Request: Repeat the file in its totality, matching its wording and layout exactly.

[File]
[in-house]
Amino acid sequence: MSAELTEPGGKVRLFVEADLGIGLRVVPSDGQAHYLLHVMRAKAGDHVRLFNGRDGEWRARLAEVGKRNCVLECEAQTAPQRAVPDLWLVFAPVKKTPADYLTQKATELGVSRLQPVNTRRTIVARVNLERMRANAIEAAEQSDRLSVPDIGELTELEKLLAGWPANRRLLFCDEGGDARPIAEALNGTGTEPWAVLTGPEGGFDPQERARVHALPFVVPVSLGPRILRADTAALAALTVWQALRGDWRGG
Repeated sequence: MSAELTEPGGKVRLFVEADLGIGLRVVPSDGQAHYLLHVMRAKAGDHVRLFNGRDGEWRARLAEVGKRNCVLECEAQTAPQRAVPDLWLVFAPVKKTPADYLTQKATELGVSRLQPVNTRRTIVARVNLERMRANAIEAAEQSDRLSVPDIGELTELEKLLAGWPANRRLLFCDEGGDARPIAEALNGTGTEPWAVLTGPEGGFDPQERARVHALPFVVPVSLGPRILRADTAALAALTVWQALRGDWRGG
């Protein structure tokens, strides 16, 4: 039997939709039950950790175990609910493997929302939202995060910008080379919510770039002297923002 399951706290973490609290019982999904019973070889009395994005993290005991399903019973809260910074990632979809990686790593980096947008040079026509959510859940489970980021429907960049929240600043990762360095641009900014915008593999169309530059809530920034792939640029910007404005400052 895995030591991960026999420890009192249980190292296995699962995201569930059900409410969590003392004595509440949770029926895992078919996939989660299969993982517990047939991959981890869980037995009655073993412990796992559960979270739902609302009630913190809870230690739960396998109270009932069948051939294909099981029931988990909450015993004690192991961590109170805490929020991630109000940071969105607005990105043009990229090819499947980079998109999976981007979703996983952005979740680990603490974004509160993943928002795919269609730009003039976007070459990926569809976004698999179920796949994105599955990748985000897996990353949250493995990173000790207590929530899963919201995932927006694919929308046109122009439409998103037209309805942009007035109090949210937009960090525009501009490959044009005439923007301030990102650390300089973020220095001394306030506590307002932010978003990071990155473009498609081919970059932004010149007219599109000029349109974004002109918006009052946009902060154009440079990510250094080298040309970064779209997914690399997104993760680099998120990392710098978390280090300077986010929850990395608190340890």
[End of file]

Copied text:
[in-house]
Amino acid sequence: MSAELTEPGGKVRLFVEADLGIGLRVVPSDGQAHYLLHVMRAKAGDHVRLFNGRDGEWRARLAEVGKRNCVLECEAQTAPQRAVPDLWLVFAPVKKTPADYLTQKATELGVSRLQPVNTRRTIVARVNLERMRANAIEAAEQSDRLSVPDIGELTELEKLLAGWPANRRLLFCDEGGDARPIAEALNGTGTEPWAVLTGPEGGFDPQERARVHALPFVVPVSLGPRILRADTAALAALTVWQALRGDWRGG
Repeated sequence: MSAELTEPGGKVRLFVEADLGIGLRVVPSDGQAHYLLHVMRAKAGDHVRLFNGRDGEWRARLAEVGKRNCVLECEAQTAPQRAVPDLWLVFAPVKKTPADYLTQKATELGVSRLQPVNTRRTIVARVNLERMRANAIEAAEQSDRLSVPDIGELTELEKLLAGWPANRRLLFCDEGGDARPIAEALNGTGTEPWAVLTGPEGGFDPQERARVHALPFVVPVSLGPRILRADTAALAALTVWQALRGDWRGG
């Protein structure tokens, strides 16, 4: 039997939709039950950790175990609910493997929302939202995060910008080379919510770039002297923002 399951706290973490609290019982999904019973070889009395994005993290005991399903019973809260910074990632979809990686790593980096947008040079026509959510859940489970980021429907960049929240600043990762360095641009900014915008593999169309530059809530920034792939640029910007404005400052 895995030591991960026999420890009192249980190292296995699962995201569930059900409410969590003392004595509440949770029926895992078919996939989660299969993982517990047939991959981890869980037995009655073993412990796992559960979270739902609302009630913190809870230690739960396998109270009932069948051939294909099981029931988990909450015993004690192991961590109170805490929020991630109000940071969105607005990105043009990229090819499947980079998109999976981007979703996983952005979740680990603490974004509160993943928002795919269609730009003039976007070459990926569809976004698999179920796949994105599955990748985000897996990353949250493995990173000790207590929530899963919201995932927006694919929308046109122009439409998103037209309805942009007035109090949210937009960090525009501009490959044009005439923007301030990102650390300089973020220095001394306030506590307002932010978003990071990155473009498609081919970059932004010149007219599109000029349109974004002109918006009052946009902060154009440079990510250094080298040309970064779209997914690399997104993760680099998120990392710098978390280090300077986010929850990395608190340890």